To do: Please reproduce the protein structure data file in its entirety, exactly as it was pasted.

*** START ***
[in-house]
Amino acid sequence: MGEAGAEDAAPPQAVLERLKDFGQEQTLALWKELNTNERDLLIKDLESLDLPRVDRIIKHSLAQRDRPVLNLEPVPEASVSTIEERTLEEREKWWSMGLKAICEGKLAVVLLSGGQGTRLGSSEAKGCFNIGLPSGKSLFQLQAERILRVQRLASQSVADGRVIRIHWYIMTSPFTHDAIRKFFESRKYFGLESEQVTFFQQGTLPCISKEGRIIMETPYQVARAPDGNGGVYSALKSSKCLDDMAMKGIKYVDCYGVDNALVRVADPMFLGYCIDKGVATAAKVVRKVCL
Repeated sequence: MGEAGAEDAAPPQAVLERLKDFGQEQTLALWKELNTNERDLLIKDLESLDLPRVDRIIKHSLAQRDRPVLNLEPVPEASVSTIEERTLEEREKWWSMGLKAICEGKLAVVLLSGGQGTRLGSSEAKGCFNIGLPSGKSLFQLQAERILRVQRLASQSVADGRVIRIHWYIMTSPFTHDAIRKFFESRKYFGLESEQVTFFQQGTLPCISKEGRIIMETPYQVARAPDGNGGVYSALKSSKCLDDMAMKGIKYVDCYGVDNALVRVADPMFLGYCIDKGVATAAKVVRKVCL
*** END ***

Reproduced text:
[in-house]
Amino acid sequence: MGEAGAEDAAPPQAVLERLKDFGQEQTLALWKELNTNERDLLIKDLESLDLPRVDRIIKHSLAQRDRPVLNLEPVPEASVSTIEERTLEEREKWWSMGLKAICEGKLAVVLLSGGQGTRLGSSEAKGCFNIGLPSGKSLFQLQAERILRVQRLASQSVADGRVIRIHWYIMTSPFTHDAIRKFFESRKYFGLESEQVTFFQQGTLPCISKEGRIIMETPYQVARAPDGNGGVYSALKSSKCLDDMAMKGIKYVDCYGVDNALVRVADPMFLGYCIDKGVATAAKVVRKVCL
Repeated sequence: MGEAGAEDAAPPQAVLERLKDFGQEQTLALWKELNTNERDLLIKDLESLDLPRVDRIIKHSLAQRDRPVLNLEPVPEASVSTIEERTLEEREKWWSMGLKAICEGKLAVVLLSGGQGTRLGSSEAKGCFNIGLPSGKSLFQLQAERILRVQRLASQSVADGRVIRIHWYIMTSPFTHDAIRKFFESRKYFGLESEQVTFFQQGTLPCISKEGRIIMETPYQVARAPDGNGGVYSALKSSKCLDDMAMKGIKYVDCYGVDNALVRVADPMFLGYCIDKGVATAAKVVRKVCL